Differential efficacy of non-invasive vagus nerve stimulation for the acute treatment of episodic and chronic cluster headache : A meta-analysis. / de Coo, Ilse F.; Marin, Juana C.A.; Silberstein, Stephen D.; Friedman, Deborah I; Gaul, Charly; McClure, Candace K.; Tyagi, Alok; Liebler, Eric; Tepper, Stewart J.; Ferrari, Michel D.; Goadsby, Peter J.

In: Cephalalgia, Vol. 39, No. 8, 01.07.2019, p. 967-977.

Research output: Contribution to journalArticle

de Coo, IF, Marin, JCA, Silberstein, SD, Friedman, DI, Gaul, C, McClure, CK, Tyagi, A, Liebler, E, Tepper, SJ, Ferrari, MD & Goadsby, PJ 2019, 'Differential efficacy of non-invasive vagus nerve stimulation for the acute treatment of episodic and chronic cluster headache: A meta-analysis', Cephalalgia, vol. 39, no. 8, pp. 967-977. https://doi.org/10.1177/0333102419856607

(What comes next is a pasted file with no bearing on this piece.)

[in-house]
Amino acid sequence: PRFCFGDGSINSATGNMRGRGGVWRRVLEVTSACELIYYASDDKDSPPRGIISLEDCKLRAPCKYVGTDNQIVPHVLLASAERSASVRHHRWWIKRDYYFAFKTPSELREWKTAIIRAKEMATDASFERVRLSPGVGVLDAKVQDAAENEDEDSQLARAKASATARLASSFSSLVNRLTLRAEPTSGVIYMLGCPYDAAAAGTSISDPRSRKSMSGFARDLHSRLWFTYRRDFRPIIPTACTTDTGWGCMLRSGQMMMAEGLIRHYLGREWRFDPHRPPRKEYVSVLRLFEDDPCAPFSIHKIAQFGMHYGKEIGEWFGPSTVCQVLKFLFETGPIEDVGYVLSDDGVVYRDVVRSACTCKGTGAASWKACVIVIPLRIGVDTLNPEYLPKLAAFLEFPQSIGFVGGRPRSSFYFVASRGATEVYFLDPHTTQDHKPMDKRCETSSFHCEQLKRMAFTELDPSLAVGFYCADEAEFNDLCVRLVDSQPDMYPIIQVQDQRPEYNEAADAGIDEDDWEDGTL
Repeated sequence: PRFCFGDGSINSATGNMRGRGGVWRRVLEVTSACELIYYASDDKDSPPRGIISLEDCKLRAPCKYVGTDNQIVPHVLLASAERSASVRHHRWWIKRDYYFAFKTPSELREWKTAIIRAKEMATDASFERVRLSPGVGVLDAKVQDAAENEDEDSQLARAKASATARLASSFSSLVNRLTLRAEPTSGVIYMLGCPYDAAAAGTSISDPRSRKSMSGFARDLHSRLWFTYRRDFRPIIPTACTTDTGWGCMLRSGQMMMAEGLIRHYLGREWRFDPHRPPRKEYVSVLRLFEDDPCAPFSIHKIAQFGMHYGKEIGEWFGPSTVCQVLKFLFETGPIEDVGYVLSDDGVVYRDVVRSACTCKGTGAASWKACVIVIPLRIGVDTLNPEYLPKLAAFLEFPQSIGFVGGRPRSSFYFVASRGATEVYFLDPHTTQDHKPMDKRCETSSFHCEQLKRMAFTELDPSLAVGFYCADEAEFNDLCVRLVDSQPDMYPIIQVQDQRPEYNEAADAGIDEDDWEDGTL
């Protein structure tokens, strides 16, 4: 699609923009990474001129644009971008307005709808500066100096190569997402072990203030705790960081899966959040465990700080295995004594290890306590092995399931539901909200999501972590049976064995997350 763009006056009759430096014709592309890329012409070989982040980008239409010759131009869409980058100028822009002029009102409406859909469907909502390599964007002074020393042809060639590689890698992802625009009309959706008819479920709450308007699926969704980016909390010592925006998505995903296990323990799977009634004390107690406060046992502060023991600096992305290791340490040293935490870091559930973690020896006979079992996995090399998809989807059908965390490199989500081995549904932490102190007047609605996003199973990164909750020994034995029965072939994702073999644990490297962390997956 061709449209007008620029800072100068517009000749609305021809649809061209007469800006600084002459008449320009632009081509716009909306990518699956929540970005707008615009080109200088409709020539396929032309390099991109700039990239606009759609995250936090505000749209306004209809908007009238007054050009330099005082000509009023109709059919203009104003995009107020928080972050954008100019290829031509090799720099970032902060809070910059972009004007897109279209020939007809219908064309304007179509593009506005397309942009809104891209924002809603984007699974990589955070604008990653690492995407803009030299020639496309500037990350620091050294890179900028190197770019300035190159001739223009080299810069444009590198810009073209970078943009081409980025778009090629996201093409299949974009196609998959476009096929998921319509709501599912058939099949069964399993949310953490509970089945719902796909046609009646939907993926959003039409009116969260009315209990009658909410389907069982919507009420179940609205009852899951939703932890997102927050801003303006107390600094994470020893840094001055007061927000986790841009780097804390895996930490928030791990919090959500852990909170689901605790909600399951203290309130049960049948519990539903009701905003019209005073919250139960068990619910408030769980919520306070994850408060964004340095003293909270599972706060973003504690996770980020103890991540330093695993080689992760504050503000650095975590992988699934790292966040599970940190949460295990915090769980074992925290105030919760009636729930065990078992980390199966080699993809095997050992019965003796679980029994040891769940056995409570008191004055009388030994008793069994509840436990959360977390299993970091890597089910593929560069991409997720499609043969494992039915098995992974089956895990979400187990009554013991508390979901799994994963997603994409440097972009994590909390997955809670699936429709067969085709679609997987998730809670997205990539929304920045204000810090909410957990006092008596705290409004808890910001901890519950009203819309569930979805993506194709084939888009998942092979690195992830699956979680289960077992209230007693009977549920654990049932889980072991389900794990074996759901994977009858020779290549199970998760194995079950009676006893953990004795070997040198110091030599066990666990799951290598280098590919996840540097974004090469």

de Coo, Ilse F. ; Marin, Juana C.A. ; Silberstein, Stephen D. ; Friedman, Deborah I ; Gaul, Charly ; McClure, Candace K. ; Tyagi, Alok ; Liebler, Eric ; Tepper, Stewart J. ; Ferrari, Michel D. ; Goadsby, Peter J. / Differential efficacy of non-invasive vagus nerve stimulation for the acute treatment of episodic and chronic cluster headache : A meta-analysis. In: Cephalalgia. 2019 ; Vol. 39, No. 8. pp. 967-977.
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T1 - Differential efficacy of non-invasive vagus nerve stimulation for the acute treatment of episodic and chronic cluster headache

T2 - A meta-analysis

AU - de Coo, Ilse F.

AU - Marin, Juana C.A.

AU - Silberstein, Stephen D.

AU - Friedman, Deborah I

AU - Gaul, Charly

AU - McClure, Candace K.

AU - Tyagi, Alok

AU - Liebler, Eric

AU - Tepper, Stewart J.

AU - Ferrari, Michel D.

AU - Goadsby, Peter J.

PY - 2019/7/1

Y1 - 2019/7/1